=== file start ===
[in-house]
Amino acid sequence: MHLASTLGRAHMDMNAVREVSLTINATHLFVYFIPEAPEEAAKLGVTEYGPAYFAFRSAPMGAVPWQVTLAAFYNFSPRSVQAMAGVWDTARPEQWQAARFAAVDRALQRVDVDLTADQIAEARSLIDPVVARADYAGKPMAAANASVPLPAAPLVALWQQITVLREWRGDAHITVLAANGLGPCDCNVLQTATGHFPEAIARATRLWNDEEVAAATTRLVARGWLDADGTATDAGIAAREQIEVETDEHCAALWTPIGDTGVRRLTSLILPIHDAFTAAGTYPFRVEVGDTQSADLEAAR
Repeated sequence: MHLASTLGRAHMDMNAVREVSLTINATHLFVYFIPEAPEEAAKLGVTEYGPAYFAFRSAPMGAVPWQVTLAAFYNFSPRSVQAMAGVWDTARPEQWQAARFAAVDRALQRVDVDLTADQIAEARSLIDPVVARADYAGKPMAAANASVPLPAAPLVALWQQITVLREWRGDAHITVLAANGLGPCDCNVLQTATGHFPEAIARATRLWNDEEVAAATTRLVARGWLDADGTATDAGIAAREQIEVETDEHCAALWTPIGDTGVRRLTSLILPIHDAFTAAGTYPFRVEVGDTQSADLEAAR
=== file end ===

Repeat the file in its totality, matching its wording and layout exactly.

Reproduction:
[in-house]
Amino acid sequence: MHLASTLGRAHMDMNAVREVSLTINATHLFVYFIPEAPEEAAKLGVTEYGPAYFAFRSAPMGAVPWQVTLAAFYNFSPRSVQAMAGVWDTARPEQWQAARFAAVDRALQRVDVDLTADQIAEARSLIDPVVARADYAGKPMAAANASVPLPAAPLVALWQQITVLREWRGDAHITVLAANGLGPCDCNVLQTATGHFPEAIARATRLWNDEEVAAATTRLVARGWLDADGTATDAGIAAREQIEVETDEHCAALWTPIGDTGVRRLTSLILPIHDAFTAAGTYPFRVEVGDTQSADLEAAR
Repeated sequence: MHLASTLGRAHMDMNAVREVSLTINATHLFVYFIPEAPEEAAKLGVTEYGPAYFAFRSAPMGAVPWQVTLAAFYNFSPRSVQAMAGVWDTARPEQWQAARFAAVDRALQRVDVDLTADQIAEARSLIDPVVARADYAGKPMAAANASVPLPAAPLVALWQQITVLREWRGDAHITVLAANGLGPCDCNVLQTATGHFPEAIARATRLWNDEEVAAATTRLVARGWLDADGTATDAGIAAREQIEVETDEHCAALWTPIGDTGVRRLTSLILPIHDAFTAAGTYPFRVEVGDTQSADLEAAR